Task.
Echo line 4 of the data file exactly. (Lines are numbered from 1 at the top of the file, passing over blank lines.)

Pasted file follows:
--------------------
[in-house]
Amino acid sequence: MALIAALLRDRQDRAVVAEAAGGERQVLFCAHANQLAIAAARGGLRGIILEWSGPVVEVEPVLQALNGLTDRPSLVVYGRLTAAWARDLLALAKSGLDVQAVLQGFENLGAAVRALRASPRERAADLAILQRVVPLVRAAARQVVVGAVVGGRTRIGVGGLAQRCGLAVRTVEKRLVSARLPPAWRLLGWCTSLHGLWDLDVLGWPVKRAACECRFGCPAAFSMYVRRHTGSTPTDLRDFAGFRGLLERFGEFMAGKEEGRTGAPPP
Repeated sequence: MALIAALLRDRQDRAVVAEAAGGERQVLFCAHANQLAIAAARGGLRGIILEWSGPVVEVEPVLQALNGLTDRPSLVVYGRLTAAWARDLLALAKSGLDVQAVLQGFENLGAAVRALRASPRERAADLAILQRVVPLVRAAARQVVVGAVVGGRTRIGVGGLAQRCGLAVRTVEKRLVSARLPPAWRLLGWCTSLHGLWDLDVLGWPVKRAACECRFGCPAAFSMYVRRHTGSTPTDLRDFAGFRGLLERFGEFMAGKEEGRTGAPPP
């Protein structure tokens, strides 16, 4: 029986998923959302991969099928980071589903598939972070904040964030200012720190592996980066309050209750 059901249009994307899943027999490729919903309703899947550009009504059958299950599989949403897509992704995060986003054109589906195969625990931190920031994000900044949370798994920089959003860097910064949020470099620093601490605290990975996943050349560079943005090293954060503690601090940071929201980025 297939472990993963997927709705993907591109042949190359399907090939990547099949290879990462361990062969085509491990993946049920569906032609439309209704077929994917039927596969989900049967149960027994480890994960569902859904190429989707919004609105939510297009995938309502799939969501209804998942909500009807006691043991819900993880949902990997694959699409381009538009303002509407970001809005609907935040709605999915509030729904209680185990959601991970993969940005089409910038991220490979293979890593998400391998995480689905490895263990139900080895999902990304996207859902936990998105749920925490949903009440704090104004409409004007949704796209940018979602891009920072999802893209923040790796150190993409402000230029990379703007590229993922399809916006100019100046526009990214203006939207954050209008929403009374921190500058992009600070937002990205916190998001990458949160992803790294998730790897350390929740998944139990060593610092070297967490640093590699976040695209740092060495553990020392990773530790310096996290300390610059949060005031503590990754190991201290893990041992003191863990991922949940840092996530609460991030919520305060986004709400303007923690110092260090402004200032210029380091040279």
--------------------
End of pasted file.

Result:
């Protein structure tokens, strides 16, 4: 029986998923959302991969099928980071589903598939972070904040964030200012720190592996980066309050209750 059901249009994307899943027999490729919903309703899947550009009504059958299950599989949403897509992704995060986003054109589906195969625990931190920031994000900044949370798994920089959003860097910064949020470099620093601490605290990975996943050349560079943005090293954060503690601090940071929201980025 297939472990993963997927709705993907591109042949190359399907090939990547099949290879990462361990062969085509491990993946049920569906032609439309209704077929994917039927596969989900049967149960027994480890994960569902859904190429989707919004609105939510297009995938309502799939969501209804998942909500009807006691043991819900993880949902990997694959699409381009538009303002509407970001809005609907935040709605999915509030729904209680185990959601991970993969940005089409910038991220490979293979890593998400391998995480689905490895263990139900080895999902990304996207859902936990998105749920925490949903009440704090104004409409004007949704796209940018979602891009920072999802893209923040790796150190993409402000230029990379703007590229993922399809916006100019100046526009990214203006939207954050209008929403009374921190500058992009600070937002990205916190998001990458949160992803790294998730790897350390929740998944139990060593610092070297967490640093590699976040695209740092060495553990020392990773530790310096996290300390610059949060005031503590990754190991201290893990041992003191863990991922949940840092996530609460991030919520305060986004709400303007923690110092260090402004200032210029380091040279």